Aquat Ecol. 2023;57(2):243-262. doi: 10.1007/s10452-023-10008-y. Epub 2023 Mar 15.
Urban and agricultural expansion and intensification pose a critical threat to water quality and aquatic ecosystems. Increased nutrient loading into waterways combined with warming temperatures due to climate change have increased eutrophication and algal blooms. The relationship between land use, nutrient availability, and algal growth can vary dramatically across space and time, but few studies have captured this variation. The goal of this research is to assess water quality across time and disparate land uses, and its influence on algal community composition in the Albemarle Sound, a brackish water estuary in North Carolina. We collected water quality data from 21 sites across the sound, visiting six sites in Chowan County biweekly and 15 other sites twice between June and August 2020. Water samples from each site were tested for nitrate, phosphate, ammonia, bicarbonate, and total phosphorus (TP). Preserved algal samples from the six Chowan County sites were enumerated under a microscope to estimate genus richness and biomass. In the Chowan County sites, phosphorus increased and nitrate decreased over the course of the summer. Across all sites, TP increased with development and agricultural land use. These results suggest that sources of nitrogen and phosphorus in the sound differ. Algal richness increased with nitrate concentration and decreased with precipitation while biomass increased with water temperature. Our results indicate that climate change impacts, particularly increasing temperatures and extreme precipitation, influence how land use, water quality, and algal community composition interact. These data demonstrate the co-benefits of mitigating climate change in developing management strategies to reduce algal blooms.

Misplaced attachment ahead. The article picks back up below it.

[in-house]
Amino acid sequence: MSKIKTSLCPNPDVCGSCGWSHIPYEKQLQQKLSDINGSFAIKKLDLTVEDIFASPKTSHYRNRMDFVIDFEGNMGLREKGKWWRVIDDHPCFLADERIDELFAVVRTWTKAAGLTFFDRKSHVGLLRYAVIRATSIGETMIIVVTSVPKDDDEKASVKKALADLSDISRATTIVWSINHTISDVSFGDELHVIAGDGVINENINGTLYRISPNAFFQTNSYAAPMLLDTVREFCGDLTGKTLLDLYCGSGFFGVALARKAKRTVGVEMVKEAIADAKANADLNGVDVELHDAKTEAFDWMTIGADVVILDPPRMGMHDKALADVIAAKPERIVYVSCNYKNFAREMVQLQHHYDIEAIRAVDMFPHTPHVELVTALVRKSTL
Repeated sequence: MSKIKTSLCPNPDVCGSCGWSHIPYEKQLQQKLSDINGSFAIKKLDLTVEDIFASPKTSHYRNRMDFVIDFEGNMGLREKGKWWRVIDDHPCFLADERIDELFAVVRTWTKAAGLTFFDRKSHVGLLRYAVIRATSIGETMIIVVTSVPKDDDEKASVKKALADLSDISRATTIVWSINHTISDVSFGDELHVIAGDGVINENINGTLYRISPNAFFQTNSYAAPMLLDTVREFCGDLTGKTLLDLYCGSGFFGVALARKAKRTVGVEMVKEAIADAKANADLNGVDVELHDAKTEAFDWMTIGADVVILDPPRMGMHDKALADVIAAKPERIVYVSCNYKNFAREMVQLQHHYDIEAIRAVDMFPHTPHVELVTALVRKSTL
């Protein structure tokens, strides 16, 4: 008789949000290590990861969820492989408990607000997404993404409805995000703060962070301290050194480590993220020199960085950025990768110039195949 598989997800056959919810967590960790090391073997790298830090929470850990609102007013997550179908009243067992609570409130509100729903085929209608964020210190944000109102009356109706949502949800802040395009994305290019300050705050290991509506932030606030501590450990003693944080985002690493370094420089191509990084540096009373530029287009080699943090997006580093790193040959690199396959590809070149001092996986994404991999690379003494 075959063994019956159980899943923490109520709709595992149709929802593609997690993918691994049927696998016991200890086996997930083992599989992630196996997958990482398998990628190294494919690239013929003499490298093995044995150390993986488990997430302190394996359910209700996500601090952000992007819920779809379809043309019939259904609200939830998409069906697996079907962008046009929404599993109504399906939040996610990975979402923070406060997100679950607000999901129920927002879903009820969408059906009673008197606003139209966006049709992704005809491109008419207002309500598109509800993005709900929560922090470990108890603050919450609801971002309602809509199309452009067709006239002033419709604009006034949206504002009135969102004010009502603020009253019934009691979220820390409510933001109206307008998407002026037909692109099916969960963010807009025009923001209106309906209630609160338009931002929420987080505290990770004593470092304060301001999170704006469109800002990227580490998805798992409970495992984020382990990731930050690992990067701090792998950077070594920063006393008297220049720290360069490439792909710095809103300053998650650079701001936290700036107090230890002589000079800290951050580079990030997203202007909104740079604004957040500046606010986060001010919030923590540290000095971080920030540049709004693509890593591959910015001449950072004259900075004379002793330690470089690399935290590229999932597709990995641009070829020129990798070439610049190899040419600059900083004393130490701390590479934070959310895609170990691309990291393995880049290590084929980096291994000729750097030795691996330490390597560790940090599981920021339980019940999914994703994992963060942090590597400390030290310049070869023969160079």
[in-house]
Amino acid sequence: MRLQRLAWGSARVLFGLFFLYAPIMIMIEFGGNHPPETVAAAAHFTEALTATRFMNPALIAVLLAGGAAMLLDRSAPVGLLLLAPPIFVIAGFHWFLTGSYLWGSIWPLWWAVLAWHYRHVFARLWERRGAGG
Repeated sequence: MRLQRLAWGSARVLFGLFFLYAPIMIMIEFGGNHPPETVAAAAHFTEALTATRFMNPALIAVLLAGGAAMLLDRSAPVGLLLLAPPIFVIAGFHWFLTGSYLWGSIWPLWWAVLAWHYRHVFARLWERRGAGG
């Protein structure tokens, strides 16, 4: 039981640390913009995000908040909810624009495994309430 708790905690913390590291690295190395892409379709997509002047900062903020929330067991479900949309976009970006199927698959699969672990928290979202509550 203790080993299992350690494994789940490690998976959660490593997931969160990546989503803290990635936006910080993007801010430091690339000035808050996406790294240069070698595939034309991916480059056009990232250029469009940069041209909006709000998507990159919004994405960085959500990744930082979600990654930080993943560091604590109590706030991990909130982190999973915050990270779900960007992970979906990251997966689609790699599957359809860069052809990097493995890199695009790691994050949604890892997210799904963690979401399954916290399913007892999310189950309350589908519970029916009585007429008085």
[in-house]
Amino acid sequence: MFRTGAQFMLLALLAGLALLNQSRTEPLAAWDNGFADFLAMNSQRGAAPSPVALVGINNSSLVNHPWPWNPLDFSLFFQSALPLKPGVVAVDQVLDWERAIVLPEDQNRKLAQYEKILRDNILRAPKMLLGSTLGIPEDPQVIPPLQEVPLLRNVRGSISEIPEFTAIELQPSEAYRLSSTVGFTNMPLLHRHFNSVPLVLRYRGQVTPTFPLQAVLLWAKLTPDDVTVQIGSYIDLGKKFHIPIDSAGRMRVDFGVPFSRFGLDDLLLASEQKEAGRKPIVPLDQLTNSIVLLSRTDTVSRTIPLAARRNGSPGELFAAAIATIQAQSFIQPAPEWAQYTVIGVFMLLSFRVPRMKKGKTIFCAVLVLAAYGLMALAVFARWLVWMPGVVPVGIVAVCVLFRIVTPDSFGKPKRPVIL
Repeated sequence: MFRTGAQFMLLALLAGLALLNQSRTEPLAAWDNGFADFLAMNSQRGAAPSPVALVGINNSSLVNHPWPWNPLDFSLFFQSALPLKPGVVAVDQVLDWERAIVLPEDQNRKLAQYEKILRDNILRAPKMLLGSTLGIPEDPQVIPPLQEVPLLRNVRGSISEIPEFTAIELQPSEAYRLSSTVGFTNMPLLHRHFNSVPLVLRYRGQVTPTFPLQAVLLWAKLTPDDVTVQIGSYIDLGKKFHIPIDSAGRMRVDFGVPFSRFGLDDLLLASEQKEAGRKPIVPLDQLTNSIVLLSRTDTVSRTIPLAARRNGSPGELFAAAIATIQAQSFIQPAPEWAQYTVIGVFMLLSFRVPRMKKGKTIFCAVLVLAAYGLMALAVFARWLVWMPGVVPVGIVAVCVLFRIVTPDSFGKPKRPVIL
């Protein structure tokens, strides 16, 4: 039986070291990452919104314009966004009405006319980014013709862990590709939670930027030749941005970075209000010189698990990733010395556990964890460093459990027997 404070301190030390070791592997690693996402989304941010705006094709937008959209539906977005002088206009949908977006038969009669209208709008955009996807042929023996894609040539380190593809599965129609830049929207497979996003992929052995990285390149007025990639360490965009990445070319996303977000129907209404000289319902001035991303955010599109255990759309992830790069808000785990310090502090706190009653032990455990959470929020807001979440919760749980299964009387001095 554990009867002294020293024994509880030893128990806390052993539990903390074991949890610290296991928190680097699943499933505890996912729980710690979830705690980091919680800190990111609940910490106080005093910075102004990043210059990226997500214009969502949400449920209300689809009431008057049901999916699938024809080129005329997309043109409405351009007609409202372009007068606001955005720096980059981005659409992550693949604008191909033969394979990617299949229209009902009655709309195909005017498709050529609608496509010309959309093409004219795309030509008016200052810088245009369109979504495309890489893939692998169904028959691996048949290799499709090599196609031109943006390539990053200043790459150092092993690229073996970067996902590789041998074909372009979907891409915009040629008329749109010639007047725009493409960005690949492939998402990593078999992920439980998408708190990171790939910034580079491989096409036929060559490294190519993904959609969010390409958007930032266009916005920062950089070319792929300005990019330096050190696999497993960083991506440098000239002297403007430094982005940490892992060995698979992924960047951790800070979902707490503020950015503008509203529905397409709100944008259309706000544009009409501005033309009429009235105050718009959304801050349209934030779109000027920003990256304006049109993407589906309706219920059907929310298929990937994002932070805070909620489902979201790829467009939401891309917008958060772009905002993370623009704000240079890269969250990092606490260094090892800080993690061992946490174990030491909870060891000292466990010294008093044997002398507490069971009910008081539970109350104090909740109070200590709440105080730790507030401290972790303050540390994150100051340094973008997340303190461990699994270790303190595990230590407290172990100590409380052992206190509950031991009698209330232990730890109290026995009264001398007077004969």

SUPPLEMENTARY INFORMATION: The online version contains supplementary material available at 10.1007/s10452-023-10008-y.
PMID:37223620 | PMC:PMC10016187 | DOI:10.1007/s10452-023-10008-y